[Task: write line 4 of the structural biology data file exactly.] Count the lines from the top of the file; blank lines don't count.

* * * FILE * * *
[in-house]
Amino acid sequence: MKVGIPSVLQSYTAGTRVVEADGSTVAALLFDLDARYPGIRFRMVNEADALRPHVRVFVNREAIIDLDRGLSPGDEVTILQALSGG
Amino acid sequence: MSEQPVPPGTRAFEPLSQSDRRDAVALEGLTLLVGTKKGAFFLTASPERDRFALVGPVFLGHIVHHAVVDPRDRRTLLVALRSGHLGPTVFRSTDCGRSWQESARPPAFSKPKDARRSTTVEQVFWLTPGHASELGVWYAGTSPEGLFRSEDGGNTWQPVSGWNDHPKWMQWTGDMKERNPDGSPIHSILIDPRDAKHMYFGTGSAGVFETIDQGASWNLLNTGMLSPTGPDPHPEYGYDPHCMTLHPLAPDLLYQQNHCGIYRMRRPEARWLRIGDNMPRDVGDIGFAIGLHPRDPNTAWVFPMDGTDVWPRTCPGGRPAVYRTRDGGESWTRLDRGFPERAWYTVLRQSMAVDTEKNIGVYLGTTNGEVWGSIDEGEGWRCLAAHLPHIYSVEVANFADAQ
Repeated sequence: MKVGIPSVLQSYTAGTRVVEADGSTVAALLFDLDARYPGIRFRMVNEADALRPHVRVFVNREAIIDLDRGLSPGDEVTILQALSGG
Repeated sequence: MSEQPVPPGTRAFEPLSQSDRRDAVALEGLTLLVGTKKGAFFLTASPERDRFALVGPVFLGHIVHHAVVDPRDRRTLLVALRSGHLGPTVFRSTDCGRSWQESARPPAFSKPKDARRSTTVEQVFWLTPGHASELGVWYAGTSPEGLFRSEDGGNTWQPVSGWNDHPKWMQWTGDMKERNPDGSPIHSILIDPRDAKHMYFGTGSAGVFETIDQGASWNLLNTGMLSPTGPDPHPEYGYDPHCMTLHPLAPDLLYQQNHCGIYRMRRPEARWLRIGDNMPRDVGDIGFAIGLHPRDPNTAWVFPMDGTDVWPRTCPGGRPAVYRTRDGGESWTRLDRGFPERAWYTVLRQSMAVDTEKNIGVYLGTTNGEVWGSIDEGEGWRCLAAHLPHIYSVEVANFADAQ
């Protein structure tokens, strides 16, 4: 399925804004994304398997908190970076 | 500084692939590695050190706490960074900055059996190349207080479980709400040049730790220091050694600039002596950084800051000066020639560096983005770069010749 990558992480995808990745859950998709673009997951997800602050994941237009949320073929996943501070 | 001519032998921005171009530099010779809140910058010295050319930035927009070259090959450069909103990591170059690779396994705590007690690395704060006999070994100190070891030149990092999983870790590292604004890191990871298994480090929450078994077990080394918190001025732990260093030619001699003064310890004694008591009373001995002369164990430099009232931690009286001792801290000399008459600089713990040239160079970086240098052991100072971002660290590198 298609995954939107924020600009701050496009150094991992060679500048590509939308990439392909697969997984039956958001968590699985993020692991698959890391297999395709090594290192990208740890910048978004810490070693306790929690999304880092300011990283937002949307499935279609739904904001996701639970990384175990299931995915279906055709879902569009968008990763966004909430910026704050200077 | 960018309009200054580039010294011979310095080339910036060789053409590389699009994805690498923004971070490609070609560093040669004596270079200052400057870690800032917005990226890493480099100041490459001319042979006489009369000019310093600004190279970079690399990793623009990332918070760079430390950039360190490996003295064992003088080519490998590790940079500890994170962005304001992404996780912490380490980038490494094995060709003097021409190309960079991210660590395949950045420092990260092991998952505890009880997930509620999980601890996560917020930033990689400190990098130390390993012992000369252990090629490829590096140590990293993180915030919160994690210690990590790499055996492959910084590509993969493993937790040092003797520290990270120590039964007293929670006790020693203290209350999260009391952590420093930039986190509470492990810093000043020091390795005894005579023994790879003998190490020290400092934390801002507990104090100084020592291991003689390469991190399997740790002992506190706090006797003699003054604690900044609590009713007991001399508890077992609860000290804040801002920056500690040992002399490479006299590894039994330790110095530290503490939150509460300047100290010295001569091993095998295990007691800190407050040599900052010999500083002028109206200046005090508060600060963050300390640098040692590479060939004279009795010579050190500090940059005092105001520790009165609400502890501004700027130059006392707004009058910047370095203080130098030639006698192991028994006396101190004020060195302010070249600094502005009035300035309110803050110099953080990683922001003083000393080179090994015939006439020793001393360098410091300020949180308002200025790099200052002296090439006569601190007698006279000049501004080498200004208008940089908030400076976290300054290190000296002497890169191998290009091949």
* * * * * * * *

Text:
Repeated sequence: MKVGIPSVLQSYTAGTRVVEADGSTVAALLFDLDARYPGIRFRMVNEADALRPHVRVFVNREAIIDLDRGLSPGDEVTILQALSGG